Do You Know That for Sure?

When I was chatting with my friends this weekend during our day trip, the conversation segued into a discussion of “made in USA” products. Although I do look for that label, I also understand that just because it says “made in USA” it doesn’t mean it’s made in this country by non-sweatshop workers. In fact, there is an island not far from China that is a commonwealth of the USA, and despite its gorgeous weather and scenery, it was a horror for the workers from China and the Philippines who had been lured there with promises of higher wages (higher than mainland China, though significantly less than USA minimum wage) and living on American soil. Despite the horrendous lie and deception (not only deceiving the workers but deceiving those of us who prefer to buy products made here by people who are paid at least minimum wage) many well-known companies with well-known brands utilized those poor workers, while boasting that their designer-label clothes were made in the USA.

My companions had never heard of such a place, and one asked me, “Do you know this for sure?”

I had to admit that I didn’t. I do know for sure that I read about this island, and I do know for sure that it had been documented and well-researched because when I first heard about this travesty (long before the internet and Google) that’s all the non-fiction I was reading — books with pedigrees.

Still, what do I know? What do any of us know? Besides what we have seen or felt or experienced ourselves, we don’t know anything for sure. In my case, I have to trust my sources, and back then, it was easy — in the back of the books I read were indexes of the research involved and sources for further reading — but now, with the internet and the easy spread of . . . non-truths, let’s say . . . it’s hard to know what is or is not true.

Curious, I set about looking for this island. Not surprisingly, I couldn’t find anything on Google, but surprisingly, it was easy to find via Bing.

And yes, there is an island — Saipan — in the Northern Marianas. And yes, American garment manufacturers did utilize what amounts to slave labor. Luckily, after the scam and abuses were exposed in the early 1990s, and after millions of dollars in settlements from the apparel brands, things changed. But that’s not the end — a few years ago, the same scam was re-instigated, but this time the abused workers were construction workers.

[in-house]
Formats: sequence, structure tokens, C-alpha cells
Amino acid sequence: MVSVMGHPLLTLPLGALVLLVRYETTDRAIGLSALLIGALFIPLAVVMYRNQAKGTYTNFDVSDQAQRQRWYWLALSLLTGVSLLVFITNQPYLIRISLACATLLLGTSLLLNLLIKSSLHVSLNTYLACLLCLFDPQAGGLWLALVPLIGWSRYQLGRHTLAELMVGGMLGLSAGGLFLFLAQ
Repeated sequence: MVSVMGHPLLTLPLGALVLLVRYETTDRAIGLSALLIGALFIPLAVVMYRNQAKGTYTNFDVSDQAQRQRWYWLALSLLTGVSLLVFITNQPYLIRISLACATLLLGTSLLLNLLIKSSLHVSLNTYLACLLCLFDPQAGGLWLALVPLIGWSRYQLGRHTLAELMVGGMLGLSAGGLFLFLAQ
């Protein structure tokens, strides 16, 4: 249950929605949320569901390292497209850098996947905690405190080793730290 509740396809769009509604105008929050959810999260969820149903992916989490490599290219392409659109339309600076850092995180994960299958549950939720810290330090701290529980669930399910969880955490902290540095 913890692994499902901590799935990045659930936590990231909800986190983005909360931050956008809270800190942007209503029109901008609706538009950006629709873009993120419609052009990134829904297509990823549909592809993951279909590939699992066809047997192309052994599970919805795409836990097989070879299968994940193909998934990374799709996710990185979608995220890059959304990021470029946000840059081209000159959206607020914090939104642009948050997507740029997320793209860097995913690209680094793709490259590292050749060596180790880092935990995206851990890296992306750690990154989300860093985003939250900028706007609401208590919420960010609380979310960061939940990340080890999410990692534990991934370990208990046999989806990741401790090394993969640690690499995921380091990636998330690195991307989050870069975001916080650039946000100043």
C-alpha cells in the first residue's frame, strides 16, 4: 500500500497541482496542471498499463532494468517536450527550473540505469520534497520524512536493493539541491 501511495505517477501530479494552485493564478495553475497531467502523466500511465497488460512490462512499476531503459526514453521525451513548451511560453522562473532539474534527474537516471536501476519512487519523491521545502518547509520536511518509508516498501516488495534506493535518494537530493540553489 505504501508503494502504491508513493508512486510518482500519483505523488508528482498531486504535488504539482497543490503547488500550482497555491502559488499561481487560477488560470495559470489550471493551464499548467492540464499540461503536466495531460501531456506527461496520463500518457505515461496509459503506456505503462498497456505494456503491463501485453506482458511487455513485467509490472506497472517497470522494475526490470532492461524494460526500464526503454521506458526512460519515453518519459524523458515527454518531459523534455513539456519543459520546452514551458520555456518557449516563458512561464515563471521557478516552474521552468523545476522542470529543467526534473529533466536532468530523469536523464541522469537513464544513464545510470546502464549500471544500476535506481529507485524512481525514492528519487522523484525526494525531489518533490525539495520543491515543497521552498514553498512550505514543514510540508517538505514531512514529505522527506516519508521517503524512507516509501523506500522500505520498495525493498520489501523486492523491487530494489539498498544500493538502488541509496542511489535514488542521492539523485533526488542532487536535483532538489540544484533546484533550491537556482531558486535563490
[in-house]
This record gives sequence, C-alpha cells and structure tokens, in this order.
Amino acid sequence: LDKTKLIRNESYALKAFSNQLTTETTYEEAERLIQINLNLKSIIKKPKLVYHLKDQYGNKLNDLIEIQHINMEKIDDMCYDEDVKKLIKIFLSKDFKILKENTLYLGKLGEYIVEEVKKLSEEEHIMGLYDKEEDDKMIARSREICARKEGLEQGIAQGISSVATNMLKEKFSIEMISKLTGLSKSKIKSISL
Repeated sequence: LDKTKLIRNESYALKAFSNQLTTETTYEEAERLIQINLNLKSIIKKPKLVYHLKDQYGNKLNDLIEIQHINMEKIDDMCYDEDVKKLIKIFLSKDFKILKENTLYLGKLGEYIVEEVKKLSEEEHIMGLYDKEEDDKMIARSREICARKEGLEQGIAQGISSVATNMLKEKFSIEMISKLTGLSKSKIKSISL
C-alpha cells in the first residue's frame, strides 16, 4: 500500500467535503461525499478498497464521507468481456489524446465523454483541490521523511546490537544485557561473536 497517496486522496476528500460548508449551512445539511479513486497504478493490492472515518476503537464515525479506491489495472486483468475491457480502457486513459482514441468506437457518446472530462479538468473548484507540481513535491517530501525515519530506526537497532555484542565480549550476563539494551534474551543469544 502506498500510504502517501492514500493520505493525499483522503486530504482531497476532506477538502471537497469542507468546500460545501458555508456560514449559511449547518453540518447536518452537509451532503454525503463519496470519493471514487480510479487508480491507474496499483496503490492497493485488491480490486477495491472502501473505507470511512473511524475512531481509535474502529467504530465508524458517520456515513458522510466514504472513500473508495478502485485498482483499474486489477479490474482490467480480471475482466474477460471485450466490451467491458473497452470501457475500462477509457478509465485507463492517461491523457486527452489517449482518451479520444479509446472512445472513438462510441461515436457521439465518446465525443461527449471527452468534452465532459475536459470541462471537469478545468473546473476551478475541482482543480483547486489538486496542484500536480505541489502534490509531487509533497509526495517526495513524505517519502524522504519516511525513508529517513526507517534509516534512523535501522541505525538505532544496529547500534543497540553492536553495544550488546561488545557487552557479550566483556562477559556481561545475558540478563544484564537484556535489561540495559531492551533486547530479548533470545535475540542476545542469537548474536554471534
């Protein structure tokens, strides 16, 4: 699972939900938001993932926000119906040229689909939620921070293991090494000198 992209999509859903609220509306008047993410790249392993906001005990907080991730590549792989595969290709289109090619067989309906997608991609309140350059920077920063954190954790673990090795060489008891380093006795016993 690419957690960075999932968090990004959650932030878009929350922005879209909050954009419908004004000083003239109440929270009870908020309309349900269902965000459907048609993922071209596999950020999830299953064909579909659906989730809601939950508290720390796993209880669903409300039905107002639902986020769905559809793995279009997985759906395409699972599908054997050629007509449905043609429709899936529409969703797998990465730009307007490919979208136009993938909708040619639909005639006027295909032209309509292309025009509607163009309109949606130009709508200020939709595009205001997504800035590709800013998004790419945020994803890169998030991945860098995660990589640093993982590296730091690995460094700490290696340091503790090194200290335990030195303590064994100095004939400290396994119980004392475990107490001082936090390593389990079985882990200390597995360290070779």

Because of earlier scams and deceptions, even though I look for the “made in USA” label, I am leery of it. I tend to believe manufacturing shenanigans and sleight of hand still exist, but that is merely supposition gleaned from my knowledge of the corporate race to rake in as much profit as possible. But as with so much else I think I know, there’s no way to know for sure.


Pat Bertram is the author of Grief: The Inside Story – A Guide to Surviving the Loss of a Loved One. “Grief: The Inside Story is perfect and that is not hyperbole! It is exactly what folk who are grieving need to read.” –Leesa Healy, RN, GDAS GDAT, Emotional/Mental Health Therapist & Educator.

2 Responses to “Do You Know That for Sure?”

  1. Carol J. Garvin Says:

    There are so many unknowns and uncertainties these days that I suspect there are a great many things we can’t know for sure.

    I recall the Saipan situation in the ’90s but there sure doesn’t seem to be much of an ongoing awareness of slave labour in today’s world. And what is considered ‘minimum wages’ in one country doesn’t seem to apply in others. I note that minimum in Saipan today is $7.25/hour, barely half of what it is here in Canada, although the ‘average’ there is apparently $24/hour which is pretty usual even here for entry level jobs.

    Like you, I prefer to select ‘made at home’ products where possible, although I also recognize the value in supporting manufacturing in developing countries. But I often wonder how much money makes it back to those we try to support. As you said, there are a lot of things we can’t know for sure.

    • Pat Bertram Says:

      I also look for made in Canada products. I figure since I’m forced into so many made in Mexico food products, I might as well willingly support our neighbors to the north.

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